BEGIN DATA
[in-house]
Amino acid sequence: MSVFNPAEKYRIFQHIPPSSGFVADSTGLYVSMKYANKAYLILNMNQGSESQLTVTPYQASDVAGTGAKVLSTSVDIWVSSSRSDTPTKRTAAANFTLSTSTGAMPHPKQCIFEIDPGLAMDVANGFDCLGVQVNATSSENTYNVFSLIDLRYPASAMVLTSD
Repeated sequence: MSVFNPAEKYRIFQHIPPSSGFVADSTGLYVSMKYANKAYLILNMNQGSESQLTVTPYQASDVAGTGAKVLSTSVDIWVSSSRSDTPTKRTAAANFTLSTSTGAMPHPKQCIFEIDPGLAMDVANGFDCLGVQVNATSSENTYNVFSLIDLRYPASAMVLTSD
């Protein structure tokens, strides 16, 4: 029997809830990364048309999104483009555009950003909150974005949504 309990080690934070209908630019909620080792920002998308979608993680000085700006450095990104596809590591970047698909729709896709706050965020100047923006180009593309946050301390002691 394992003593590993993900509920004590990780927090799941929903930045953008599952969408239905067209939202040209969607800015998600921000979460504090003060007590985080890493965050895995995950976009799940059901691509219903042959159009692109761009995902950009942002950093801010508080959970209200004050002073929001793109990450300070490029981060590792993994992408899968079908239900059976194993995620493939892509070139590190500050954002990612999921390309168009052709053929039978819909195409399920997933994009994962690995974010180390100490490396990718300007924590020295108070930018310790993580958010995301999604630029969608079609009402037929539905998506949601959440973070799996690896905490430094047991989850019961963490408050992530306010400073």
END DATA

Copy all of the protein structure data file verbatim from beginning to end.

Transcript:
[in-house]
Amino acid sequence: MSVFNPAEKYRIFQHIPPSSGFVADSTGLYVSMKYANKAYLILNMNQGSESQLTVTPYQASDVAGTGAKVLSTSVDIWVSSSRSDTPTKRTAAANFTLSTSTGAMPHPKQCIFEIDPGLAMDVANGFDCLGVQVNATSSENTYNVFSLIDLRYPASAMVLTSD
Repeated sequence: MSVFNPAEKYRIFQHIPPSSGFVADSTGLYVSMKYANKAYLILNMNQGSESQLTVTPYQASDVAGTGAKVLSTSVDIWVSSSRSDTPTKRTAAANFTLSTSTGAMPHPKQCIFEIDPGLAMDVANGFDCLGVQVNATSSENTYNVFSLIDLRYPASAMVLTSD
């Protein structure tokens, strides 16, 4: 029997809830990364048309999104483009555009950003909150974005949504 309990080690934070209908630019909620080792920002998308979608993680000085700006450095990104596809590591970047698909729709896709706050965020100047923006180009593309946050301390002691 394992003593590993993900509920004590990780927090799941929903930045953008599952969408239905067209939202040209969607800015998600921000979460504090003060007590985080890493965050895995995950976009799940059901691509219903042959159009692109761009995902950009942002950093801010508080959970209200004050002073929001793109990450300070490029981060590792993994992408899968079908239900059976194993995620493939892509070139590190500050954002990612999921390309168009052709053929039978819909195409399920997933994009994962690995974010180390100490490396990718300007924590020295108070930018310790993580958010995301999604630029969608079609009402037929539905998506949601959440973070799996690896905490430094047991989850019961963490408050992530306010400073």